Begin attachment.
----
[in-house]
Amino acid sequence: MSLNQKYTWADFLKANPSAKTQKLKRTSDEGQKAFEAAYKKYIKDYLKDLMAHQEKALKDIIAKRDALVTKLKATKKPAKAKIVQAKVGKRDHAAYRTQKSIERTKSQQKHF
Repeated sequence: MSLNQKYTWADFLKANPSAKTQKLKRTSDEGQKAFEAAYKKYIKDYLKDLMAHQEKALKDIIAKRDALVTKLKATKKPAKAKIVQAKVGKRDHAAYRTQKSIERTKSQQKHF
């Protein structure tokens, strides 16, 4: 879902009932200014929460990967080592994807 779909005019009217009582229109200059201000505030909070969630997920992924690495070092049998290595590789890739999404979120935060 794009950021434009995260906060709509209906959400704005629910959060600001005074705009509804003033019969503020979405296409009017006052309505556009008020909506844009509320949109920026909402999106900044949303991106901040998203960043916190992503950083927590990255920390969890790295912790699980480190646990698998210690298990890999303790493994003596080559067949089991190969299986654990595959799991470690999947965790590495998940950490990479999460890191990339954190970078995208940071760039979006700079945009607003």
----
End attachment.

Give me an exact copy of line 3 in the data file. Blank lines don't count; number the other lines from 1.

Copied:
Repeated sequence: MSLNQKYTWADFLKANPSAKTQKLKRTSDEGQKAFEAAYKKYIKDYLKDLMAHQEKALKDIIAKRDALVTKLKATKKPAKAKIVQAKVGKRDHAAYRTQKSIERTKSQQKHF